Tamil Nadu

Study advances use of indomethacin for treatment of mild cases

A small study from India, but buttressed with a prospective larger study, soon to be published has advanced the case for the use of indomethacin, a powerful anti-inflammatory drug, in low doses, for effective treatment of milder COVID-19 cases.

The case was made in a letter published in International Journal of Medical Reviews and Case Reports (2020) by Ravichandran Rajan, of the Madras Institute of Nephrology; Srinivasan Subramanian of Voluntary Health Services Hospital; and Chritine Clark of the Royal Pharmaceutical Society, UK.

Lead author and senior nephrologist Rajan Ravichandran says currently, paracetamol is widely used for symptomatic treatment in COVID-19, but with poor results. “In the paper, we describe our experience in using indomethacin, a low-priced drug, in a small number of patients with COVID-19, including those classified as ‘high-risk’. The results were very encouraging, and that became the basis for a project supported by IIT-Madras, studying the impact of indomethacin in a larger subset of patients, 100, in two hospitals.”

A 2006 Pubmed article by Carla Amici and colleagues from the University of Rome Tor Vergata, Italy, identified indomethacin as a potent inhibitor of coronavirus (SARS-CoV) replication and suggested that having both anti-inflammatory and antiviral activity, it could be beneficial in SARS therapy.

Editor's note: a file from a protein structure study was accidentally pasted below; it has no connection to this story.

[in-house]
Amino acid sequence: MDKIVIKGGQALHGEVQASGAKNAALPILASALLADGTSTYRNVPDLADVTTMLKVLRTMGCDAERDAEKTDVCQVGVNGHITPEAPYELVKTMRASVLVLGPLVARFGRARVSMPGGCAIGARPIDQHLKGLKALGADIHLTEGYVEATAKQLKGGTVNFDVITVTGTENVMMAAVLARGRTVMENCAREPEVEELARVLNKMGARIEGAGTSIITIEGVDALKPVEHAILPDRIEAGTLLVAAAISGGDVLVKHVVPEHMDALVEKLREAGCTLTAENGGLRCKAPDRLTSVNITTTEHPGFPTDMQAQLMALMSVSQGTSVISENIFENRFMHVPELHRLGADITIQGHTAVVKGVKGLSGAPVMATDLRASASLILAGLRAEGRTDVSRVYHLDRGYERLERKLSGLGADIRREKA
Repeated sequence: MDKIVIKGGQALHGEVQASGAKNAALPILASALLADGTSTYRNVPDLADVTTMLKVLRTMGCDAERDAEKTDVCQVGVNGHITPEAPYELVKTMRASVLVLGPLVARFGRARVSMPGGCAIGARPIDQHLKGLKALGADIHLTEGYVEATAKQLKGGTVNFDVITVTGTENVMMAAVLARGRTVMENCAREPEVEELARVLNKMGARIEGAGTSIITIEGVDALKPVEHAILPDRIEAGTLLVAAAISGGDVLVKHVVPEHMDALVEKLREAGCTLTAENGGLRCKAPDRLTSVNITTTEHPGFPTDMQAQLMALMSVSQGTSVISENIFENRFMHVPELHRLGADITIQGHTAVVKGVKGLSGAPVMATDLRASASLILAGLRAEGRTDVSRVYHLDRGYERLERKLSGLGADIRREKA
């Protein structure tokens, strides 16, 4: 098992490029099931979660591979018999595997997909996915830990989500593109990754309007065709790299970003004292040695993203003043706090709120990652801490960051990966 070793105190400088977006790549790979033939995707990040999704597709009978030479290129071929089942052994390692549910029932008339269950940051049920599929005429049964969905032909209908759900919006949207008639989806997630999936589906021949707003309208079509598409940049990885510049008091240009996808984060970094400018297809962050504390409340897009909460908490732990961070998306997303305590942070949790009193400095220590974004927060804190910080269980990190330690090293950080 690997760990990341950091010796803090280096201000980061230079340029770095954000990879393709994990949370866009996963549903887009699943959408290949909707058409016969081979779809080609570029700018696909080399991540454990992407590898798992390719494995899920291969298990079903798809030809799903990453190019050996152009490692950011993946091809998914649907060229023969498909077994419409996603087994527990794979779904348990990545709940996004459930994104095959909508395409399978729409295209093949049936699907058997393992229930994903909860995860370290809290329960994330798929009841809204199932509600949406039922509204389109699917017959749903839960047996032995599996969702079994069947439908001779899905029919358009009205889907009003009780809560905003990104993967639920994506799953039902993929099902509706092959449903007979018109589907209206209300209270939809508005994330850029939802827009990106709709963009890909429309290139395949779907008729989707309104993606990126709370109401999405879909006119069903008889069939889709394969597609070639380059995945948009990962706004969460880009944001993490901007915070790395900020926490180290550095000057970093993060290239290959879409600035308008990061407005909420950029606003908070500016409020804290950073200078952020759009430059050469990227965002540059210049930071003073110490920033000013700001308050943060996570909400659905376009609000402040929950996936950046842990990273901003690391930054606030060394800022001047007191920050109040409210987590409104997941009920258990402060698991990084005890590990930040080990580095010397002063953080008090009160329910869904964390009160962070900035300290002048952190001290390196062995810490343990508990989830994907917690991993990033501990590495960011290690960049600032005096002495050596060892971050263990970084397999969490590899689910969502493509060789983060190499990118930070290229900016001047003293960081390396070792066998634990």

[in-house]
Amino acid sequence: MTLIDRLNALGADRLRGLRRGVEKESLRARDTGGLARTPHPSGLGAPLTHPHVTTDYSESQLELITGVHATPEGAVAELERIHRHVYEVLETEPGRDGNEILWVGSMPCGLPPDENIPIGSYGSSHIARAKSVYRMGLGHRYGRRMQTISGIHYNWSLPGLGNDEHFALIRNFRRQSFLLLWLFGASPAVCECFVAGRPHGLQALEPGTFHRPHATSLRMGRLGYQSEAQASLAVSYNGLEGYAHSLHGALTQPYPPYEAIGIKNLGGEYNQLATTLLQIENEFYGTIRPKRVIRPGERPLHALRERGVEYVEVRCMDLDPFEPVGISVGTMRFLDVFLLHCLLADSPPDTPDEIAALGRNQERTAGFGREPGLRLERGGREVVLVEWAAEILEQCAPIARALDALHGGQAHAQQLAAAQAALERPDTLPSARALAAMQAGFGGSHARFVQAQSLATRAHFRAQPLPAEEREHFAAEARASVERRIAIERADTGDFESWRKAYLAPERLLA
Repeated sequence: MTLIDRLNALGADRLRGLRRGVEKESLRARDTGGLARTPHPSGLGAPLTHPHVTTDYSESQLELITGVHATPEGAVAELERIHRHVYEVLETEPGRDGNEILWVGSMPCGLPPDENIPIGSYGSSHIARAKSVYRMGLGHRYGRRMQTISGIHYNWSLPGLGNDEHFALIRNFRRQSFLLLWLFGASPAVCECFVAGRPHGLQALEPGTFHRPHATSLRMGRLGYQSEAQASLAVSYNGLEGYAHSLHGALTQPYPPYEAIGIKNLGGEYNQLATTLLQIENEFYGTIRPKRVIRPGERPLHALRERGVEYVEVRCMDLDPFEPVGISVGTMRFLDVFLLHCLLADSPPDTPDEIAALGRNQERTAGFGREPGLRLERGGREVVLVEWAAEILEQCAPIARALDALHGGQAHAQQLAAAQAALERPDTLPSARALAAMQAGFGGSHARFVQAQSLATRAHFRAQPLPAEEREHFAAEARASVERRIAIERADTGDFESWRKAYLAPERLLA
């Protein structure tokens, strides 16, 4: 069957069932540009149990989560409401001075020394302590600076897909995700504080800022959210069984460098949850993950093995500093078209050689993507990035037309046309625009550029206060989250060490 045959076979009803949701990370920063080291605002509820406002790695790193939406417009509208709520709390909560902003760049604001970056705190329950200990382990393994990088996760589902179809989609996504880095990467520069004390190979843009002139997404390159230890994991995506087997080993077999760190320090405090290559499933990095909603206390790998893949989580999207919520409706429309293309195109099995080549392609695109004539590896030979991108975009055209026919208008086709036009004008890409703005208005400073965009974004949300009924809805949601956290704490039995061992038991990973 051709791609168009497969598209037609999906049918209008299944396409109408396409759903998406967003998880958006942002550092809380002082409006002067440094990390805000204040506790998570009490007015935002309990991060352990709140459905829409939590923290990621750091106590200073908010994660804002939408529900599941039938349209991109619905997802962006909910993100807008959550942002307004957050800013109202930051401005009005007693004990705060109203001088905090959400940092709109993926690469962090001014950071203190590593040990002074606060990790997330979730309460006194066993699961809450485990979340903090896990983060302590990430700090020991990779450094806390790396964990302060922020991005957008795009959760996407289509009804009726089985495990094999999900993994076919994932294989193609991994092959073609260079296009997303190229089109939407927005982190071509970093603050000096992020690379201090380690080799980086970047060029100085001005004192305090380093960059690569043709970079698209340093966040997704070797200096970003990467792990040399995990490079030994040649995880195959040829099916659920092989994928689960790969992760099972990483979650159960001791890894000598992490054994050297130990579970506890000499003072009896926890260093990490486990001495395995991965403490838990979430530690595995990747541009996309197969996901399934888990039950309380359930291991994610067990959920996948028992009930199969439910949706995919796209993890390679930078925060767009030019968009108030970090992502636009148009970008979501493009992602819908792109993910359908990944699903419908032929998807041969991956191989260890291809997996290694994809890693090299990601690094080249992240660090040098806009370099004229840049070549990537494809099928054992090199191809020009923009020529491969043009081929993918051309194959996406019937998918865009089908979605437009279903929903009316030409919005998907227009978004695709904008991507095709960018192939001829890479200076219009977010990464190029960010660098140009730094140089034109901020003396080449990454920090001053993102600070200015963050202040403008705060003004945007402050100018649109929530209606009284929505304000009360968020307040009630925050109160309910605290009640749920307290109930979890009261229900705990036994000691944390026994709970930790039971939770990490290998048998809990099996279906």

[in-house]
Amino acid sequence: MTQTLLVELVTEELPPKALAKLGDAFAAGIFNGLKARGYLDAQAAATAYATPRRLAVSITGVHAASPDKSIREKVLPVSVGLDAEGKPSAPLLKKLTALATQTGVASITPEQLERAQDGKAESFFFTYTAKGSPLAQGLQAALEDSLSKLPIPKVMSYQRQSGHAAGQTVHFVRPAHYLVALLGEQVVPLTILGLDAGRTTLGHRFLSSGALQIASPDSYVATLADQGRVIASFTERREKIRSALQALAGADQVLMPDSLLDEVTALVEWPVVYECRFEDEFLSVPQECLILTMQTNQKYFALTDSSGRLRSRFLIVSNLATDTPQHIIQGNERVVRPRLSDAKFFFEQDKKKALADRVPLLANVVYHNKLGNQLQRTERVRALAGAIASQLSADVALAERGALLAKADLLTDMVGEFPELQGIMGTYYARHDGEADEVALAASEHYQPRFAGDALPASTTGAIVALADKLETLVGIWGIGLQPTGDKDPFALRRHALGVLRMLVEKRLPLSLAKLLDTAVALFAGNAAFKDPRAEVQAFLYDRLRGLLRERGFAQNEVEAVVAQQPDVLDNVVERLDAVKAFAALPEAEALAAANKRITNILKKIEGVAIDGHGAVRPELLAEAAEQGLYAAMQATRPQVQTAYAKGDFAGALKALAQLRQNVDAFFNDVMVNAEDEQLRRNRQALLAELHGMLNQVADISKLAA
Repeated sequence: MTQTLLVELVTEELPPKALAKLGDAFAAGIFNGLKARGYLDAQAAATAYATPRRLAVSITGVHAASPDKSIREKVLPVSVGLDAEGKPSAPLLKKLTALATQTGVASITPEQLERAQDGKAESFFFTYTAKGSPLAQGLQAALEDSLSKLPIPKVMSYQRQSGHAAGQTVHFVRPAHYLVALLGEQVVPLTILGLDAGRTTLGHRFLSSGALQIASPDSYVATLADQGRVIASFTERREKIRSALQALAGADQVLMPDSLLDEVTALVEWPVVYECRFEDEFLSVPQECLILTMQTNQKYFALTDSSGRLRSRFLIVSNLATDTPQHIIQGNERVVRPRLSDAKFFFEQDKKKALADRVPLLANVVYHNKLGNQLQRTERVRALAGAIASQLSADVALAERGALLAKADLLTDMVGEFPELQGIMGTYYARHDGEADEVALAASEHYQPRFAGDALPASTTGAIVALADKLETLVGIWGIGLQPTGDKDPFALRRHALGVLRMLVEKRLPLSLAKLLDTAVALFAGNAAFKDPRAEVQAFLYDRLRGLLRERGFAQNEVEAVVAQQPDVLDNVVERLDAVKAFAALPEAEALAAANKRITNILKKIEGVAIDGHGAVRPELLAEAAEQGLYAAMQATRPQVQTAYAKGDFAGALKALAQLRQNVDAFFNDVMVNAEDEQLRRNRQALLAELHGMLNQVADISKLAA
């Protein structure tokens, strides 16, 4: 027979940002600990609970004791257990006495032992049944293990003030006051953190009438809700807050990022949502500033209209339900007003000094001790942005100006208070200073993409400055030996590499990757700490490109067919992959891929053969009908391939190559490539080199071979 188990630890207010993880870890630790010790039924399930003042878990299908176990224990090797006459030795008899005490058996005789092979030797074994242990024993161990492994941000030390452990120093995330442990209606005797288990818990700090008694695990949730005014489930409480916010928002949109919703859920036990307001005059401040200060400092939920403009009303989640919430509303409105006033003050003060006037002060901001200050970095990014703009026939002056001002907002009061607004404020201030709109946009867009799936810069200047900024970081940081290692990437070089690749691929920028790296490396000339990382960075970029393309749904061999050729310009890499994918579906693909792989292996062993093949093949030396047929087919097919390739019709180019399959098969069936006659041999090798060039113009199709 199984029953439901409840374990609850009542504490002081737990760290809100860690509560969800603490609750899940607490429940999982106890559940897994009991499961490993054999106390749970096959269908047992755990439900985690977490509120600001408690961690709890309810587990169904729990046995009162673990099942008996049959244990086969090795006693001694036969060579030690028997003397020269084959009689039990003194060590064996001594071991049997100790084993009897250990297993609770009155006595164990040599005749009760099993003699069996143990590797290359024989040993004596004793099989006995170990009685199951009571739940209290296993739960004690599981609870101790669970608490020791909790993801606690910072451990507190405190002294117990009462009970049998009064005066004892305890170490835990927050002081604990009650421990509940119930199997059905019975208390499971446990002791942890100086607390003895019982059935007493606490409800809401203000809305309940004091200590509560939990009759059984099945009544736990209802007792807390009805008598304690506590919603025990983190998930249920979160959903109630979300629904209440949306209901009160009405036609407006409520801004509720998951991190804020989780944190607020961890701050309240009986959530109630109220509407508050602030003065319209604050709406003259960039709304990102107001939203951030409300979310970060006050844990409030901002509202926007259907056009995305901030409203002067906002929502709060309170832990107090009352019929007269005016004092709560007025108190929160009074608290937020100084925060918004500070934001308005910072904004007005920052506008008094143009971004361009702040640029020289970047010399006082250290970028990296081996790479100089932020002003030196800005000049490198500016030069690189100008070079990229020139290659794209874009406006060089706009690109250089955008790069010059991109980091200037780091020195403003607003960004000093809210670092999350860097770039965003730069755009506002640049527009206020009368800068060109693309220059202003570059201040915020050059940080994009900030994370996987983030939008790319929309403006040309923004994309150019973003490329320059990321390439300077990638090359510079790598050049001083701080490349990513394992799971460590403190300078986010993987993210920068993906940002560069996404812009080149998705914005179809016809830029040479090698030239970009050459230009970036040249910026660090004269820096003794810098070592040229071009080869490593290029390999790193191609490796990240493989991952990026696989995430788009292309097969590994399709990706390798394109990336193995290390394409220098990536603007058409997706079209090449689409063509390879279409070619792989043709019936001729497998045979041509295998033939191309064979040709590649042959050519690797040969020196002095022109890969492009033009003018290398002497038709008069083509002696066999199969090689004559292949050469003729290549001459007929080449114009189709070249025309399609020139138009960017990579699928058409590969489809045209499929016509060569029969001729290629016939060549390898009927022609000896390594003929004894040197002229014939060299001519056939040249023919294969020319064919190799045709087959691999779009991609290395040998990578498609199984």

Dr. Ravichandran adds that indomethacin is a powerful anti-inflammatory drug, one that gives relief even with low doses. The drug helps control the dry, persistent cough that is a common feature among COVID-19 patients.

He says the drug has been used for over 35 years, and with much success. In addition to being an anti-inflammatory, it has anti-viral properties, he argues. “We have also observed its efficiency when we deal with the impact of the cytomegalovirus among post-transplant patients who have poor immunity. It has an effect on suppressing the cytokine release syndrome, and ameliorating the side effects thereof.”

The paper describes 17 patients who tested positive for COVID-19 and were treated at home with two doses of indomethacin. All of them were given indomethacin 25mg twice daily. In 14 patients, fever, cough and musculoskeletal pain resolved after two doses. One patient required escalation of dose to 75mg and became asymptomatic after five days. Two patients developed low levels of oxygen saturation and were started on steroids. “Of the 15 patients who became asymptomatic, four were renal transplant recipients, one on maintenance dialysis, two were over 80 years of age, three had type 2 diabetes mellitus, and one was obese.”

“Our approach is to start treatment with a low dose of indomethacin as early as possible in the course of the disease to reduce the severity of symptoms — fever, coughing and musculoskeletal pain. We believe this can reduce the need for hospitalisation and the risk of spreading the disease,” Dr. Ravichandran says.

The preliminary results of the larger study, being conducted in Chennai and Nellore, are also showing positive responses from patients, he says. Only people with adequate oxygen saturation are being taken up for such intervention, he adds.

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Printable version | Oct 29, 2020 11:30:55 AM | https://www.thehindu.com/news/national/tamil-nadu/study-advances-use-of-indomethacin-for-treatment-of-mild-cases/article32866546.ece

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